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# Note that for correct simulation of mechanical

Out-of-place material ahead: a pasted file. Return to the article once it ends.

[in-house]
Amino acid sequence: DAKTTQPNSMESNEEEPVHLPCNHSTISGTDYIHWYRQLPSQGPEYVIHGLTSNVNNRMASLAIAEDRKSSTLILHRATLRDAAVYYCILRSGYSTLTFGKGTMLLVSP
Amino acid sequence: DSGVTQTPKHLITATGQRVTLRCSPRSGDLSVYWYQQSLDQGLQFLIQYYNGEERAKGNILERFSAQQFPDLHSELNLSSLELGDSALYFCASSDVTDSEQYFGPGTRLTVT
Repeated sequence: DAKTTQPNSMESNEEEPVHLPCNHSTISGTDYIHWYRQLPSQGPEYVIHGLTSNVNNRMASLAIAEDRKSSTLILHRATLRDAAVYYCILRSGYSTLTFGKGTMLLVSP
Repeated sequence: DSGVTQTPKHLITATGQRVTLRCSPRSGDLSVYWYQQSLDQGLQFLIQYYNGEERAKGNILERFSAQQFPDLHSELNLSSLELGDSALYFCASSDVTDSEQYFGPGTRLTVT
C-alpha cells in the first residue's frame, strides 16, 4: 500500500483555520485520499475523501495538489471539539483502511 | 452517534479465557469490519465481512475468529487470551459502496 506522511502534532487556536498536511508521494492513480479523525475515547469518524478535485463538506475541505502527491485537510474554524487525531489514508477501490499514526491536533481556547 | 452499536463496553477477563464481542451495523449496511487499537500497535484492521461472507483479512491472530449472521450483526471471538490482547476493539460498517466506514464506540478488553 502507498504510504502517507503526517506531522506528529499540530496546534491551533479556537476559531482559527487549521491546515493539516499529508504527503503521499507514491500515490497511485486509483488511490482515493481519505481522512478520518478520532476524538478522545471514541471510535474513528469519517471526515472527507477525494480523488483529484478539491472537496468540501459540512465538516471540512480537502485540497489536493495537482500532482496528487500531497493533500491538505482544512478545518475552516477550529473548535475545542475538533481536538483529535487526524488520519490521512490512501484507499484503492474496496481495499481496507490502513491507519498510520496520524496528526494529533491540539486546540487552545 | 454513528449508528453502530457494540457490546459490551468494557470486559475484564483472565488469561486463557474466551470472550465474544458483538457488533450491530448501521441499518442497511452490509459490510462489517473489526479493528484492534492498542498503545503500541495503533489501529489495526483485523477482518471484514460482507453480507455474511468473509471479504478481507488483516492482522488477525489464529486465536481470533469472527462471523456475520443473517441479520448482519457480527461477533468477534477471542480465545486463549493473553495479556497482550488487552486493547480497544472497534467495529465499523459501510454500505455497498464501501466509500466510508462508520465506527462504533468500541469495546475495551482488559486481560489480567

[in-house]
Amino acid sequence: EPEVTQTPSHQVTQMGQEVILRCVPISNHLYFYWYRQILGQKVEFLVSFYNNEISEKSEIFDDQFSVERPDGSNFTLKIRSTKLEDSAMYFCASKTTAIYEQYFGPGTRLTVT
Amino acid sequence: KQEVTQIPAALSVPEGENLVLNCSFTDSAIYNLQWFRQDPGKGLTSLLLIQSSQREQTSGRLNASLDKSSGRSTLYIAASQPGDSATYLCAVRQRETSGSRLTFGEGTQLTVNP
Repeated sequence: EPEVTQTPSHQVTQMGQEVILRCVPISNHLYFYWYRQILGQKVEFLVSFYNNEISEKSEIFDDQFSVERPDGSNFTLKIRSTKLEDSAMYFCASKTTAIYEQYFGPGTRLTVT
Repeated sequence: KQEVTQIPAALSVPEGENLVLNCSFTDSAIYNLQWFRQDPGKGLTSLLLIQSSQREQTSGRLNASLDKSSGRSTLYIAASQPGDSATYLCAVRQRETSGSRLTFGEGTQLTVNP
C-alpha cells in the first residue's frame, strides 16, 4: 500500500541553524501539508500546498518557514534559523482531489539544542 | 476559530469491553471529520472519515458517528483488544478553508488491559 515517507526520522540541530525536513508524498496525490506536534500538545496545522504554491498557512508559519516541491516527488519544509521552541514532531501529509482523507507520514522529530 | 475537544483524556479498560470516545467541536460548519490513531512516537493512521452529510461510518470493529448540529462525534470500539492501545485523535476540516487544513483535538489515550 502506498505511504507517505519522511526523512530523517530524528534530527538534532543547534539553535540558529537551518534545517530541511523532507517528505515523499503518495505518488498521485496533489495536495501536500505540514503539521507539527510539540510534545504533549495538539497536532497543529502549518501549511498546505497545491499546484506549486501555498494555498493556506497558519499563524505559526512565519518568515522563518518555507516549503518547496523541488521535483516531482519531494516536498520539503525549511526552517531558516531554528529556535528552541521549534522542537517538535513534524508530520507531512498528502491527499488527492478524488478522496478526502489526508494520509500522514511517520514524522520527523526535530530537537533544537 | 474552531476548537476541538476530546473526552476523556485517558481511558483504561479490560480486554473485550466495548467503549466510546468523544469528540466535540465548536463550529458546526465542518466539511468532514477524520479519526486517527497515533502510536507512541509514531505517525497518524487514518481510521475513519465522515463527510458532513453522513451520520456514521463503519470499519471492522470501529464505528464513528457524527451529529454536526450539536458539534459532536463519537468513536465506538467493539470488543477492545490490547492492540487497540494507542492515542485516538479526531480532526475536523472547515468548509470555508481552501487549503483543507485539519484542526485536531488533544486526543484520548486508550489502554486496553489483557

Note that, for correct simulation of mechanical response of such complex heterogeneous materials, it is necessary to take into account main features of their internal structure. For this purpose, a two-dimensional structural and rheological model of MCC in the framework of MCA method was proposed in the paper. In this model, each of the composite constituents is simulated by an ensemble of movable cellular automata with appropriate rheological parameters (thus the cellular automaton simulates a domain/fragment of an inclusion, or a binder, or an interface zone). As an example of MCA-based structural model, Fig. 6(a) shows the structure of an idealized metal–ceramic composite with TiC particles having an equiaxed shape and the average size DTiC of 3 μm. The components of the metal–ceramic composites have very different rheological characteristics (in case of considered composite these are elastic-brittle high-strength TiC inclusions and elastic–plastic NiCr binder). For correct modeling of deformation and fracture of such complex systems, the mathematical formalism of constructing many-particle interaction forces for cellular automata (discrete elements) with different rheological characteristics was developed [27,33,41]. In the following calculations, the plane stress approximation is used. The elastic constants and diagram of uniaxial loading of the material are used as the input parameters of the model to characterize the inter-element interaction (the mechanical response function of movable cellular automaton). The response function of automaton modeling NiCr is considered as a stress–strain diagram with linear hardening (Curve 1 in Fig. 6(b)). This diagram is an approximation of the experimental diagram of uniaxial promethazine hydrochloride of macroscopic samples of the alloy. The mechanical properties of the automata that simulate the high-strength brittle inclusions meet the real properties of TiC particles in the ceramic phase (polycrystalline particles, Curve 2 in Fig. 6(b)). Two-parameter Drucker–Prager fracture criterion in Eq. (17) is used to describe the fractures of metallic binder and carbide particles in the developed model [27,33,41]. Thus, in this work, the strength characteristics of the composite material are determined by the tensile (σt) and compressive (σc) strength of its components. The developed model was used for investigating the influence of the main features of internal structure on the basic characteristics of mechanical behavior of the metal–ceramic composite. For this purpose, a three-point bending test [42,43] of the model samples of MCC was simulated. The structure of the model set-up is shown in Fig. 7. Dynamic loading of 20 μm cylindrical mandrel at constant velocity Vload = 0.5 m/s was applied to the sample of 24 × 130 μm in dimensions. The value of the maximal resistance of the sample to bending and the corresponding displacement of the mandrel, as well as the dynamics and pattern of the sample fracture were analyzed. It is well known that the strength of reinforcing particles largely determines the integral characteristics of the composite. Cracking of particles, containing significant (large) internal defects and damages, leads to the nucleation of internal cracks at lower applied loads and furthermore accelerates the crack growth. As a consequence, such integrated mechanical characteristics of the composite as strength and deformation ability could substantially reduce. Therefore, the influence of the strength of the TiC particles, which characterizes their initial defect structure or density of damages, on the integral mechanical response of the material was analyzed in the paper. It should be noted that the compressive and tensile strengths of brittle materials can differ by an order of magnitude (σc >> σt). The physical reason of this difference is that the damages, which initially exist and emerge in the process of loading, function in different ways under the action of compressive and tensile stresses. In conditions of compression (including uniaxial), the surfaces of a damage could occlude. This leads to their relative resistance to compression and shear (because of adhesion and dry friction of the damage surfaces). A spatial diversity of the damage surfaces occurs under the conditions of tension. Since the edges of damages are the stress concentrators, the absence of plastic deformation provides the conditions for the fast growing of damages and cracks. Thus, the key strength characteristic, which determines the integral strength of TiC particles in the composite, is its tensile strength (σt). In the paper, the value of σt varied from 700 MPa that corresponds to the tensile strength of the metallic binder NiCr to 2000 MPa. The choice of this interval is determined by the known fact that the tensile strength of real samples with typical dimensions of 1 ÷ 10 microns are generally 15 ÷ 50 times less than the theoretical strength of material (44 ÷ 88 GPa for TiC in the case of absence of large damages). The value of σc for TiC particles in all calculations was equal to 10,000 MPa.